Viewing a single comment thread. View all comments

therealcmj t1_j9zmeu4 wrote

Honestly? Let them do it.

Even if you don’t want Comcast service today you definitely want to have the option in the future. If only so you can use that as leverage against Verizon or whoever.

The trench will be tiny and the grass will regrow over it in a week or two at most.


Cameron_james t1_j9ztwl2 wrote

> Honestly? Let them do it.

I'm not letting a company decide that they will dig in my yard. If they want to ask, and I get to choose, fine. But, just leaving a note after they decided it, no. Just no. Never.


lenswipe t1_ja0wn7n wrote

Ever heard the term "Easement"?


Cameron_james t1_ja16yfe wrote

Yes. I lived next to the commuter rail. The MBTA had rights to pass through my yard to get to the tracks. That was stipulated in the P&S. The OP said there wasn't that stipulation in theirs.


bornconfuzed t1_ja1j9ox wrote

Regular utility easements are so dead common they wouldn’t need to be explicitly listed in the purchase and sale. It’s on the buyer to do their own due diligence as concerns easements. It sounds like the OP didn’t even pay for a real title search, or if they did didn’t understand it…


lenswipe t1_ja18xwz wrote

Might still be worth looking up with the city.


SparkDBowles t1_j9zyi11 wrote

Also, “fiber ready” is an upgrade and selling point on the Josie as opposed to outdated “cable/internet ready”


bcardarella OP t1_j9zp39f wrote

I'm just going Starlink when my Verizon contract is up anyway. Also, the property is very flat and it was a huge pita getting the grade right for drainage. I'd prefer not to deal with a sagging line down the property that will just collect water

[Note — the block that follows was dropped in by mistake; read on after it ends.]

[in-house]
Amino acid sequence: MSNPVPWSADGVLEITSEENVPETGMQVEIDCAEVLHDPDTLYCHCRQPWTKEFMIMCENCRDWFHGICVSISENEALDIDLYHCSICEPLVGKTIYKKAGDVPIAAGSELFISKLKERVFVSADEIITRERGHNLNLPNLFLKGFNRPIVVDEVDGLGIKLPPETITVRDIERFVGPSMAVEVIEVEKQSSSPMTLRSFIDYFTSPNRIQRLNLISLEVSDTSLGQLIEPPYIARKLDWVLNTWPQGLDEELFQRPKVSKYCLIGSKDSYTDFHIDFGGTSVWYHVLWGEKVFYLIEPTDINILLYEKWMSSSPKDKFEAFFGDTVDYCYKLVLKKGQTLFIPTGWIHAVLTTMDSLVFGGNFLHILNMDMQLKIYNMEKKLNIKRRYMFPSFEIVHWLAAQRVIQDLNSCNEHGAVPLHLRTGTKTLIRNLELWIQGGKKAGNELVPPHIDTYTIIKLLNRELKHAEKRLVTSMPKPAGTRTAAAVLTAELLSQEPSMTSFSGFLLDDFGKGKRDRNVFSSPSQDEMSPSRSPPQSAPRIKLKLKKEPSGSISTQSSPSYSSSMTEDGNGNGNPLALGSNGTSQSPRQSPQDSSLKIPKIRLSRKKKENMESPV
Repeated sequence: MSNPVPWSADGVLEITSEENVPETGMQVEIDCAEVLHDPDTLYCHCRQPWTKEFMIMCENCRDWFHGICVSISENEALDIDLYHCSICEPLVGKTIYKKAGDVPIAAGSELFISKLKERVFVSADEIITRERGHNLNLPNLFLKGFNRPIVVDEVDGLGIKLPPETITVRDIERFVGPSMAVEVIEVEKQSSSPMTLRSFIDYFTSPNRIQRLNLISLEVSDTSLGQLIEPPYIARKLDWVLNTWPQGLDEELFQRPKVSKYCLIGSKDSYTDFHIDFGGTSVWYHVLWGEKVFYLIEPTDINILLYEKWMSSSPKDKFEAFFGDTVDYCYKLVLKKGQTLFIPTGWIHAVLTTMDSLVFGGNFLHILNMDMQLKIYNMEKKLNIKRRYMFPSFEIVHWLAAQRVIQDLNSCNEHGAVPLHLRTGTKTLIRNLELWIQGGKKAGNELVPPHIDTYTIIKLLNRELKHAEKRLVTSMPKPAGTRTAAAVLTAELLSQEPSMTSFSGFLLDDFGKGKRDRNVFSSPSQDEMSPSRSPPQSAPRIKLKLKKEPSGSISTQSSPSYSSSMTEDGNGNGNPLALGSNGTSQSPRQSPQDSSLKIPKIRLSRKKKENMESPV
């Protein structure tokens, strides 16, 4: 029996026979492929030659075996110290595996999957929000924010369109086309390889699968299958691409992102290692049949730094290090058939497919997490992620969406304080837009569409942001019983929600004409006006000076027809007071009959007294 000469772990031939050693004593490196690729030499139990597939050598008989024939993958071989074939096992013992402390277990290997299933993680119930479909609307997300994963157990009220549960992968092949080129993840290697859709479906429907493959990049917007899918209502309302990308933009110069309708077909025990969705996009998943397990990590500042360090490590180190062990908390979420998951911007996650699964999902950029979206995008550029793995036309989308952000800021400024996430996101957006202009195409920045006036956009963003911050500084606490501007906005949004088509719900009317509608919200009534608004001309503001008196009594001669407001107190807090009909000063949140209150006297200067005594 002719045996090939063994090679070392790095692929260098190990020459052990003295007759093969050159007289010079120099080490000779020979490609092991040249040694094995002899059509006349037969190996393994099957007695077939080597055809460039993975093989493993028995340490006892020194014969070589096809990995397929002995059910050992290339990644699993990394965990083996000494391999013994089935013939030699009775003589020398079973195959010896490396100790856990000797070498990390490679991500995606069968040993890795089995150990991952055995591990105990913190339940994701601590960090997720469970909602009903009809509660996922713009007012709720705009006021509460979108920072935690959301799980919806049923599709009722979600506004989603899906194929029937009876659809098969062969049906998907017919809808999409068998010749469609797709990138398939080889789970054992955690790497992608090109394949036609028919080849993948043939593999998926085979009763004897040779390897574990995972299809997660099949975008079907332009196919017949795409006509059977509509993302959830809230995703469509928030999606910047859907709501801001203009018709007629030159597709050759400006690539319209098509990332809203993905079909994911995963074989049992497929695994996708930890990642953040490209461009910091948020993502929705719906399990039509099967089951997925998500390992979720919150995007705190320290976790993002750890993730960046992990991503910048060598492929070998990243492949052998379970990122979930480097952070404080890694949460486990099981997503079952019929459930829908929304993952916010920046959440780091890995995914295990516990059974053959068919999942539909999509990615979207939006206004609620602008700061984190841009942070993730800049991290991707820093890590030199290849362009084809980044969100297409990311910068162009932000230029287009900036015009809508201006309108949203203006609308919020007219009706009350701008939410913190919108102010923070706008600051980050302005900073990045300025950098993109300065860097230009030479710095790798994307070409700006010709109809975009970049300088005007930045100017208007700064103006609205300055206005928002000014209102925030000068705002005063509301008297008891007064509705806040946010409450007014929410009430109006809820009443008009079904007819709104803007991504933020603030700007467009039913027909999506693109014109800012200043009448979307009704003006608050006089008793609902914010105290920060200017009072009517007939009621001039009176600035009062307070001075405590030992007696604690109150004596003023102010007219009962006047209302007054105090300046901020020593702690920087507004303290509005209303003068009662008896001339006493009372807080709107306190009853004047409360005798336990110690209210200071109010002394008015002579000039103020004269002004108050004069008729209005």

dghah t1_j9zs3ub wrote

Starlink user here up at my cabin in Maine where I have a full remote job. Even in an uncontested area it’s expensive and unreliable if latency and persistent connectivity matters

And you have no recourse over how they manage the dish — for a year my dish pointed in a certain direction so we cleared trees, rented a boom lift and raised the dish to the highest point on our roofline ….

… then less than a week later starlink pushed out a east coast update that repointed dishes to a new direction causing me to go from 0% obstruction with perfect signal to 2% obstruction with brief outages every 2 minutes on average. I’m fucked until I can rent a lift and take down a different tree

And this is in semi rural Maine — your sky view and local cell is gonna much worse in any urban location

The basic deal is starlink is great ONLY if you literally have no other options. Any fixed line broadband option is going to be 100x better

I pay for a business grade Verizon FIOS circuit at my boston spot for a reason heh


Selfeducation t1_ja0zvl2 wrote

Its insane how they were able to rebrand satellite internet for rural areas into something people actually think they should have


endlesscartwheels t1_ja1cy18 wrote

It shows the importance of choosing the right name. Starlink is a masterpiece in eight letters.


therealcmj t1_j9zpr9o wrote

They will microtrench. As in it’ll be a machine with what is effectively a saw blade.

Starlink is good for remote locations where there is no option of fiber. In dense areas it’s not as good because wireless spectrum is shared.


Middle-Example6618 t1_j9zviqf wrote

I mean, it's his lawn. You're entitled to your opinions of it, but personally, sounds to me like he wants both of us off it.


everwriter t1_j9zq25x wrote

Out of curiosity, why Starlink? Their LEO satellite service is generally more expensive and less consistent than Fios, so just wondering if there was a reason for the swap